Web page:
Savita Ahlawat, Dhian Kaur, Khushvir Singh Saini: Household Level Food Security in Kandi Region of Punjab and Haryana States

Food security exists when all people at all times have access to sufficient, safe, nutritious food to maintain a healthy and active life. Food security at global or national level may not address the micro level situation. Therefore, the objectives of the present paper are to examine the household level food security in the Kandi region of Punjab and Haryana states and also to identify the factors affecting the status of household level food security. For this purpose, data related to households' demographic and socio-economic characteristics and food production, expenditure etc. were collected through field survey. A household food security index has been computed through eight indicators i.e. food consumption, dietary energy, monthly household income, food consumption share, poverty status, safe drinking water sources, toilet availability and livelihood based coping strategies. Ordinal regression has been used to analyse the effect of households' characteristics on the household food security status. The results show that the households having small family size, high monthly income, larger size of land holdings are relatively more food secure. On the other hand, households belonging to scheduled caste population, having high dependency ratio and low monthly income are more prone to food insecurity. Only 30 per cent households are food secure, most of which belong to villages falling in western parts of Kandi belt and to general castes. The less food secure households are found in northern and central parts of the study area.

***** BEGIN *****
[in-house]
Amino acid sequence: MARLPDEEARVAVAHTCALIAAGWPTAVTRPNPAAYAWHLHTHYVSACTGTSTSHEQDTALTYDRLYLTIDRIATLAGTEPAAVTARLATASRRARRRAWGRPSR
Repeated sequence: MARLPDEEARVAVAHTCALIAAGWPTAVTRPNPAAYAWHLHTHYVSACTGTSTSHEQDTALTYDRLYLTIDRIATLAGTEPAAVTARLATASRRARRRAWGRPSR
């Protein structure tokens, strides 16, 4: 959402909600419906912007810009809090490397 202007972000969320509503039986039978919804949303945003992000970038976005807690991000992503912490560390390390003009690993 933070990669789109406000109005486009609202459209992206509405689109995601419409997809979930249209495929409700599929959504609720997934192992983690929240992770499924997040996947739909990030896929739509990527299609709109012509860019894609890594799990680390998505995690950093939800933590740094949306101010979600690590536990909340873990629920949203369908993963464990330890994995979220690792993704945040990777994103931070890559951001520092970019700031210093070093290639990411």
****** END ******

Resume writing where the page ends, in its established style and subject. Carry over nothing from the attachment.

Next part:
Tejpal, M.S. Jaglan: Assessment of Sand Mining Induced Ecological Impacts in Dohan River of Mahendragarh District, Haryana

The present study attempts to assess the ecological impacts of sand mining in Dohan watershed of Mahendragarh district of Haryana. For this purpose, areal expansion of sand mining sites and their impacts on local environment have been examined using geo-spatial techniques. Images captured by LANDSAT 5 TM and LANDSAT 7 ETM+ satellites for the year 1989 and 2009 have been used in this study. Both natural (vegetative index and moisture index) and anthropogenic (land use/cover change) parameters have been computed to assess the sand mining induced environmental degradation. The study reveals that sand mining has adversely affected the vegetation cover and moisture content in the study area. Thus, uncontrolled sand mining activities during 1989 and 2009 have significantly affected the environmental health of the study area. In addition, excessive mining of sand has also contributed in the decline of groundwater table in recent years.